Polish ruling party: Ukraine’s version of historical memory of Volyn is “a problem”

Michal Dworczyk presenting the letter at the Embassy of Poland in Ukraine, Kyiv, 20 June 2016. Screenshot from YouTube

Michal Dworczyk presenting the letter at the Embassy of Poland in Ukraine, Kyiv, 20 June 2016. Screenshot from YouTube 

2016/06/22 • History, News, Political News, Politics, Ukraine

The Poles say they believe in sincerity of Ukraine’s apologies, but Ukraine’s version of historical memory of Volyn is “a problem.”

In the early June Ukraine’s political and religious leaders addressed the Polish society in an open letter of “repentance and forgiveness.” They called for a reunion of two nations and mutual support in fighting the common enemy (Kremlin) instead of fighting over painful and difficult common past.

The letter, however, was accepted by many Poles with skepticism and criticism. Many commentators took the letter as Ukraine’s attempt to overwrite history with own narrative, in which the OUN-UPA members are considered heroes, and massacres against Polish civilians are called a “Polish-Ukrainian war.” Furthermore, they took this repentance letter as “blackmail” and “manipulation,” stating that Ukraine “just needs Polish support.”

“For the Poles, this is unacceptable. This is a statement that demands us to acknowledge a just and dignified struggle of Ukrainians for sovereignty. […] It means acknowledging activities of OUN and UPA during the war as [a fight – ed.] for independence, […] that their methods were just and appropriate. This is unacceptable, neither from the moral viewpoint nor from the point of view of the victims’ dignity,” Ewa Siemaszko, who studies the Volyn tragedy, commented at #dziejesienazywo program.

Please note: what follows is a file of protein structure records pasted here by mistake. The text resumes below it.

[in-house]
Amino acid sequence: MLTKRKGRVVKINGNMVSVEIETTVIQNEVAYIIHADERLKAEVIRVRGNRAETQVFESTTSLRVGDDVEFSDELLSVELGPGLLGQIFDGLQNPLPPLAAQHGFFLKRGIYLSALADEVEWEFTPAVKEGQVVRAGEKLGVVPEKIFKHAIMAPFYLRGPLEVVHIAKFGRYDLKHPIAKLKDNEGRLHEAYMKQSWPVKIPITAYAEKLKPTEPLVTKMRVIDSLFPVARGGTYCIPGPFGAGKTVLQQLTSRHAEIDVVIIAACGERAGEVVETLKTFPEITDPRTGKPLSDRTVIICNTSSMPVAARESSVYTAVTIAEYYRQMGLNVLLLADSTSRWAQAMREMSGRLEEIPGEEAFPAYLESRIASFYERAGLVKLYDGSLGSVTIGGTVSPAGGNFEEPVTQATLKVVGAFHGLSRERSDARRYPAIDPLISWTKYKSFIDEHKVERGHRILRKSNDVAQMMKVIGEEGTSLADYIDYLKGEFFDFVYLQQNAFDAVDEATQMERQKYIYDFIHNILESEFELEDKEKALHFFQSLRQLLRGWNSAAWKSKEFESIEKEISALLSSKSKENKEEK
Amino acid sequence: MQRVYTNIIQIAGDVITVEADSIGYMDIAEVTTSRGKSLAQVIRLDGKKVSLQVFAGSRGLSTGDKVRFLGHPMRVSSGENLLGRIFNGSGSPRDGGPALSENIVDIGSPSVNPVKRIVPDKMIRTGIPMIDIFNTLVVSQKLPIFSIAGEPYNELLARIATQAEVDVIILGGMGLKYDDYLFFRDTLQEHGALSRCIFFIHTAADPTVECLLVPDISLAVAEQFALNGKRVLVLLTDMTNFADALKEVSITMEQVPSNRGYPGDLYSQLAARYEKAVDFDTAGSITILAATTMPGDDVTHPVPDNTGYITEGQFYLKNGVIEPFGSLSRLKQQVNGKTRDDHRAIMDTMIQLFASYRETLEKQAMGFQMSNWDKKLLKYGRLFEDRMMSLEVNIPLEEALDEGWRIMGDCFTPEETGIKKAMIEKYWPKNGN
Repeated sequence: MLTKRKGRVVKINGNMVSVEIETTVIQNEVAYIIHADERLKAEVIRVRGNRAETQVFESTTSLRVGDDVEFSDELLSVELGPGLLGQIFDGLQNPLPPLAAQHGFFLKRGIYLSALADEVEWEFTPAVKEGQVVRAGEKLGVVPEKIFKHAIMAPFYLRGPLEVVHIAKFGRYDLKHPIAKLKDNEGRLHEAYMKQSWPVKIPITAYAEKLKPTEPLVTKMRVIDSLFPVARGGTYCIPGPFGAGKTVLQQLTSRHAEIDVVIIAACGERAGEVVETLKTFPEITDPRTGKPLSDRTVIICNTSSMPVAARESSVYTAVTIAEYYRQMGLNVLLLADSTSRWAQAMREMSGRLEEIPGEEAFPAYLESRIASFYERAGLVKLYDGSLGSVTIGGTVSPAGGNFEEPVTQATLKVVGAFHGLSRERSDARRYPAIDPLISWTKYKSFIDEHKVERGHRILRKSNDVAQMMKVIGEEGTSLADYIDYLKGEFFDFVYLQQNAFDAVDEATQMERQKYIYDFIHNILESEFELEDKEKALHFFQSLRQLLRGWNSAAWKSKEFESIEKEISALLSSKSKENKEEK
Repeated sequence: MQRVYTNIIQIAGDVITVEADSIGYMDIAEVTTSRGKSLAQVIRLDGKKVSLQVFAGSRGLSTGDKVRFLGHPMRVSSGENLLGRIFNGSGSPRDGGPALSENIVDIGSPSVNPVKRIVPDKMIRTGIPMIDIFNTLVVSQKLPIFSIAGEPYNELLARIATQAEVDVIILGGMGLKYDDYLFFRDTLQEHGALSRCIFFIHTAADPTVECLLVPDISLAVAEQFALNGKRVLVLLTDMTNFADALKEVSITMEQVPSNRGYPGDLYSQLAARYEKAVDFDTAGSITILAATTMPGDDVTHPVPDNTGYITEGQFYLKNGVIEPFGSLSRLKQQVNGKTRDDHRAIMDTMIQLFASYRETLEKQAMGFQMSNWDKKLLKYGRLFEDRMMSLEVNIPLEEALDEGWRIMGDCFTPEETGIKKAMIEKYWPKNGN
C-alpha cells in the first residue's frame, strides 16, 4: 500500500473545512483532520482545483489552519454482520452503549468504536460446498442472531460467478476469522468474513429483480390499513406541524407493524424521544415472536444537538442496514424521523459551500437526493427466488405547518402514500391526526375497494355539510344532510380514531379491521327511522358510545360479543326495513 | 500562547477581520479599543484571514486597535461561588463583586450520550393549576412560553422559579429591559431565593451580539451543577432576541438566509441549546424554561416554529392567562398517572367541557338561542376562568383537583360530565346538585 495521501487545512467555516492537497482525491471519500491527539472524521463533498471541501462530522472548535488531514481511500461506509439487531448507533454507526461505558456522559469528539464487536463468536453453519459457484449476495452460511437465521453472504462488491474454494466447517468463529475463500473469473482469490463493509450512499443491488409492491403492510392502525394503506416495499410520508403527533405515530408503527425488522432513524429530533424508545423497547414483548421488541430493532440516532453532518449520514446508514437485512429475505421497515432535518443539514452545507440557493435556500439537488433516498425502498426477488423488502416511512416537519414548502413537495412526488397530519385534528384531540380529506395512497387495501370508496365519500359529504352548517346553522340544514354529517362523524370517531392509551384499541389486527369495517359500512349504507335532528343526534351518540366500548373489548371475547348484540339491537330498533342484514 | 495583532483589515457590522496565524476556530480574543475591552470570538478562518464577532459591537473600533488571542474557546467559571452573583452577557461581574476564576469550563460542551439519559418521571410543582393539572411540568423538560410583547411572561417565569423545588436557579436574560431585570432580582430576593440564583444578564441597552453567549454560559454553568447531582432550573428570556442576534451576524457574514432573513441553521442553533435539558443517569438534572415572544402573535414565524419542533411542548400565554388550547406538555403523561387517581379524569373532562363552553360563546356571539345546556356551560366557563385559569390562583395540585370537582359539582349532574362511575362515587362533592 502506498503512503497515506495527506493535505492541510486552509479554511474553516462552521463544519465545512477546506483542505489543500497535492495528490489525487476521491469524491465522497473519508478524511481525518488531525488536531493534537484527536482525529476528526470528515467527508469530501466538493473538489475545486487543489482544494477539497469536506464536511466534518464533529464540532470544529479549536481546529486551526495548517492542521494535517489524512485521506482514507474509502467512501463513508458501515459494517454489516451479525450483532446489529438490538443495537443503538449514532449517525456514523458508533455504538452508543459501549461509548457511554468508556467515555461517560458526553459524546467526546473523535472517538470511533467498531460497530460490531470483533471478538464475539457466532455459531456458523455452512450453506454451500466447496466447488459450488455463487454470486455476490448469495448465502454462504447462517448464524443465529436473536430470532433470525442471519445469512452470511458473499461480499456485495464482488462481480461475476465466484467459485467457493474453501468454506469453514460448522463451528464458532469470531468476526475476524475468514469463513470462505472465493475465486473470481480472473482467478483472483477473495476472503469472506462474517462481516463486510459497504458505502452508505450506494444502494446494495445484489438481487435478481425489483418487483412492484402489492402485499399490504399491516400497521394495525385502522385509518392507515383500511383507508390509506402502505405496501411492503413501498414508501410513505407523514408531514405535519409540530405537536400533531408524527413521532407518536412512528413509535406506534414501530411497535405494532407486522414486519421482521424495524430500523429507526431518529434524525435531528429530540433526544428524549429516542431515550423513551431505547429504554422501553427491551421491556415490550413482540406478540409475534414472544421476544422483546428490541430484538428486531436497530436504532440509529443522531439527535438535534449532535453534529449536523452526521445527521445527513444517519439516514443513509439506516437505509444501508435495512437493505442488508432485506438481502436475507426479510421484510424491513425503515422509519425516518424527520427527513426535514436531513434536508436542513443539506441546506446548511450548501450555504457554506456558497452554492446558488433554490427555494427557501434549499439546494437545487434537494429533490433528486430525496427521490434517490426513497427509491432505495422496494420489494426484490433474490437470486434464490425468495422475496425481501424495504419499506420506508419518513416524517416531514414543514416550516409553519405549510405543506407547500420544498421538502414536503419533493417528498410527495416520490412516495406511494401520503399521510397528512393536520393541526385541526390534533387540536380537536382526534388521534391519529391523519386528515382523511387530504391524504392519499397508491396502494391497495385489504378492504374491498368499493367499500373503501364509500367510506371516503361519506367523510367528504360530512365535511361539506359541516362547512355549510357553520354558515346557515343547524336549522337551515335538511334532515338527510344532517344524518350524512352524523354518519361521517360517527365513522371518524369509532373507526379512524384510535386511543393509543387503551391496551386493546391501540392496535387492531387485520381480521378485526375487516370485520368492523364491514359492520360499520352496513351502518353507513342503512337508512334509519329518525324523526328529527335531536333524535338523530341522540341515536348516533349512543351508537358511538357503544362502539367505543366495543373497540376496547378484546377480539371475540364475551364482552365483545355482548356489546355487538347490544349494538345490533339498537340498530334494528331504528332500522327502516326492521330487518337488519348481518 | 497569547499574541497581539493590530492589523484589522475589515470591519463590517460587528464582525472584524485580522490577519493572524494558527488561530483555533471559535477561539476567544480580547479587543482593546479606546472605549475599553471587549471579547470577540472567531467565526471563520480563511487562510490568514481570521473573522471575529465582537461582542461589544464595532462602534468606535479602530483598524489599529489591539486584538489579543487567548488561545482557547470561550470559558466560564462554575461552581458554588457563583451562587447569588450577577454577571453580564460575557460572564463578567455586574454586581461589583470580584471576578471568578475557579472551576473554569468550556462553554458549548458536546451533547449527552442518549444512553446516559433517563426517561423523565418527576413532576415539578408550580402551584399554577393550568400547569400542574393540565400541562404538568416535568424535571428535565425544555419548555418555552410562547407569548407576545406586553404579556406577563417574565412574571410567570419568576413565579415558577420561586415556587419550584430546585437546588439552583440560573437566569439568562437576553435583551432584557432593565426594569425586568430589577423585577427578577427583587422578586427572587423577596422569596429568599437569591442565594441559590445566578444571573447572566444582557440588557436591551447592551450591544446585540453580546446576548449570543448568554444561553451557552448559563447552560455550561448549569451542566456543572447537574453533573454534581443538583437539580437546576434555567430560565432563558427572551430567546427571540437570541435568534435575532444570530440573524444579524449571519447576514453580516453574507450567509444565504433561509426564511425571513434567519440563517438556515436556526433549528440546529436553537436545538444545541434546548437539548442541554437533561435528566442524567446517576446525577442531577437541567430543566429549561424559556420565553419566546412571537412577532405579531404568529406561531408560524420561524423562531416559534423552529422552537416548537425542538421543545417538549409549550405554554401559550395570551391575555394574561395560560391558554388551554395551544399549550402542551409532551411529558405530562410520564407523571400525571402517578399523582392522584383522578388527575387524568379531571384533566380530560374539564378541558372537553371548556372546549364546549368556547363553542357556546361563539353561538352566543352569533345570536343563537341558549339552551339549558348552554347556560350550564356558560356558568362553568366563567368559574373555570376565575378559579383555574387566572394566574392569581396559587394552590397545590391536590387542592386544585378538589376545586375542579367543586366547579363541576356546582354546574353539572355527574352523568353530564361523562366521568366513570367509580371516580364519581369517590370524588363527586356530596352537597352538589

Jerzy Haczynski, editor of the foreign department of Rzeczpospolita, stated that Ukraine apologized too little. Phrases […] such as “killing of the innocent has no justification” is definitely too little. Especially when in Ukraine cult of UPA is flourishing at its best (streets of Kyiv have just been named after key responsible people for the Volyn genocide, Roman Shukhevych and Stepan Bandera)”.

A positive response came a week later when Polish Church leaders called for mercy and unity that should lead to the dialogue. Lublin Metropolitan Archbishop Stanislav Budziak and Przemysl and Warsaw Metropolitan Archbishop of the Greek Catholic Church Yevheniy Popovych emphasized that the historical questions belong to historians, while the Christians should be able to forgive each other.

The official response from Polish ruling “Law and Justice” party came almost three weeks later. And their letter wasn’t quite what Ukraine might have expected.

“We fully acknowledge not only the value of current Ukraine’s statehood but also Ukraine’s separate point of view on its fight for independence. We acknowledge as proper and understandable Ukraine’s many centuries-long struggles for the right to free cultural and state development. Ukraine’s, as well as Poland’s setbacks in the fight for independence, had dramatic consequences not only for both of our nations but also for the whole Europe,” the beginning of the letter “To Ukrainian friends” states.